Anyway, the recipe was included in the sequel, "Drop Dead Gorgeous." This is my variation.

Friday, December 01, 2006

Food, Family, and Etiquette

My cousin had a conference near my house and came to spend the night Wednesday. Though she had just gotten off work and was starving when she called, she saved her belly to have dinner with me (Chili's three half-racks of babyback ribs). And on Thursday after her conference was over, she came back to my house and we had dinner again (Top Thai Restaurant in San Dimas for green curry and pad kee mao) before she went home. My family bonds through food. Sure we do other things together, but our primary mode of bonding is centered around food. My cousins who shared one bowl of ramen and a ground chicken bowl between the two of them? They had already eaten at home before inviting me out to eat again. When I'm visiting my parents, I catch up with friends during the day or late at night but I always come home for dinner with mom and dad. Thus, dinner equates to family time. It was at the dinner table that my mom drummed in certain manners.
  1. Contrary to the title of my blog, I would never let my chopsticks "wander" at the dinner table. Even appearing to choose the choicest morsel for yourself is rude.
  2. Eat whatever is served. If you're hungry, eat. But never ask what's for dinner and determine whether or not you're eating based on what's being served.
  3. Always serve adults with two hands. Let the oldest person eat first.
  4. Never arrive at a dinner party empty-handed.
  5. Meals are always shared family-style.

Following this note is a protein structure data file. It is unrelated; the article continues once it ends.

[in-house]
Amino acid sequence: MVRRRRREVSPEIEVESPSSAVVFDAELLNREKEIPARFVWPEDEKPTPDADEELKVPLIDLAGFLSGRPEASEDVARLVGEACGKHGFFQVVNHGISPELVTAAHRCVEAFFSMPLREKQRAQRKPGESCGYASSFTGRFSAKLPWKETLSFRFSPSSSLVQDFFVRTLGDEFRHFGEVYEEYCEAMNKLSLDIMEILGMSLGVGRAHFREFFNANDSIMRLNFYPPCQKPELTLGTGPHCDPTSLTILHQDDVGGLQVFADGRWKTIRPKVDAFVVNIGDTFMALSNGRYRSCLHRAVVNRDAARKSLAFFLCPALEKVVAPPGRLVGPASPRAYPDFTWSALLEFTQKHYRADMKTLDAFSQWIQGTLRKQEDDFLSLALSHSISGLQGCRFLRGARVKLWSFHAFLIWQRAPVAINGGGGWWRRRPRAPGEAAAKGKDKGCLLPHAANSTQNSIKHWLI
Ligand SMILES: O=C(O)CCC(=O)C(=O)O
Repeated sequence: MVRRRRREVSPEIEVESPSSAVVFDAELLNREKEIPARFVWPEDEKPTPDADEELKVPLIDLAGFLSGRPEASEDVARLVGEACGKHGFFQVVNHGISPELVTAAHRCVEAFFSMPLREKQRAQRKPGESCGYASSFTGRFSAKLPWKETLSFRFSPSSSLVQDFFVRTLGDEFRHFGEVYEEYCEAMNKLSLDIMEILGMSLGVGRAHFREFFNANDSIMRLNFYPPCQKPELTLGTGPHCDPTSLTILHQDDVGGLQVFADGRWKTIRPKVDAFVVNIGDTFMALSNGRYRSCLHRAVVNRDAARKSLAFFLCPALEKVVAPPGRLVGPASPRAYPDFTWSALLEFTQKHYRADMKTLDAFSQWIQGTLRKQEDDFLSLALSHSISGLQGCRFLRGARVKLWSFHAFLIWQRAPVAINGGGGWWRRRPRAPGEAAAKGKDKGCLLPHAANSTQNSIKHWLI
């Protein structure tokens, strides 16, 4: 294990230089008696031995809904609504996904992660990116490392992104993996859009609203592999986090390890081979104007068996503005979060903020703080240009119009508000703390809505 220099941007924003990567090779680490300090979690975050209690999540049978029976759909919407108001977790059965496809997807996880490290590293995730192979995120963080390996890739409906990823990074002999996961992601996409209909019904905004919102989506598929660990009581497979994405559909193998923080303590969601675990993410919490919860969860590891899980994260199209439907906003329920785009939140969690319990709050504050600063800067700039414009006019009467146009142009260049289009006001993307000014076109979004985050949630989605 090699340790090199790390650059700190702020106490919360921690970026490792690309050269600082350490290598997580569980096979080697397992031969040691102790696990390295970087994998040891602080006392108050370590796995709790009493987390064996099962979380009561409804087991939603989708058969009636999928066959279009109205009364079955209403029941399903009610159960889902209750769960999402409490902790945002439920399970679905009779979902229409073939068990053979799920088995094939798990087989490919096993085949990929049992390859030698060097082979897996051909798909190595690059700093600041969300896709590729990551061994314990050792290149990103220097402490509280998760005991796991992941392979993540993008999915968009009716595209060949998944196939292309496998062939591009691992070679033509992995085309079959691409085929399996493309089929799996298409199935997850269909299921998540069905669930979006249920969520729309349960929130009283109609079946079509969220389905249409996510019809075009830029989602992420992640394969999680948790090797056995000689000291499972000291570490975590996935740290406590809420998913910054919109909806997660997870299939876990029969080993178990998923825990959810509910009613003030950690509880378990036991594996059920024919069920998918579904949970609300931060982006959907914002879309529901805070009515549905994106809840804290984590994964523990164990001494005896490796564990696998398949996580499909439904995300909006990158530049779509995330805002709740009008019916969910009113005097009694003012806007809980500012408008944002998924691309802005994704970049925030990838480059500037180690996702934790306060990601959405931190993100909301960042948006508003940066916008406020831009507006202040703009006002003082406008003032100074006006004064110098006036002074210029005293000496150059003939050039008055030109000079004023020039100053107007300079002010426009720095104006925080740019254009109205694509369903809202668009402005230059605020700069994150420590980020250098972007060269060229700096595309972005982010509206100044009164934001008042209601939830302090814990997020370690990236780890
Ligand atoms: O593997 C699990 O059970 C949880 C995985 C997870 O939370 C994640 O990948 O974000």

These manners stick with me into adulthood. And actually, my closest friends and I share similar feelings about food. We eat off each other's plates. We order food we know the other person will like so everything can be shared. My pet peeves are going to eat in a group and one lone person insists on ordering something that can't be shared. This is aimed at picky eaters and not those with religious or health restrictions. Or the guy I went out with only once because he didn't like to eat anything. Or people who throw dinner parties and dictate what guests will bring or eat. I have horrible memories of a dinner party in Paris where the hostess literally scraped the crusty cheese on the sides of a lasagna pan to serve me. And then when a pan of fresh lasagna came out, she stood by the table asking people not to take any if they've had a helping already. My "scrapings" were considered a first helping so I didn't bother going for "seconds." As it was, the guests felt too chastised to eat anything else. Food can reveal a person's generousity or lack of. Food can be a central point for family and friends to bond. Food can make or break relationships. Yes, I am that serious about food. I'm not a food snob by any means. But I can't date someone who doesn't like to eat, I can't befriend someone who doesn't share, and I don't like going to dinner parties where I'm told what to bring and what to eat. When I hostess I make plenty of food for everyone. If guests bring something, that's extra, but I don't plan on guests to supplement a meager offering. And if I run out of something, I run out. There's always plenty of other foods available. Below is a photo of a typical lunch with my family in Vietnam last summer. No matter what we did or where we went, we always came home to share lunch together. A few greens, a few meats. Good, basic food is a wonderful opportunity for families to gather. It shouldn't be used to be divisive. What are some of your food pet peeves?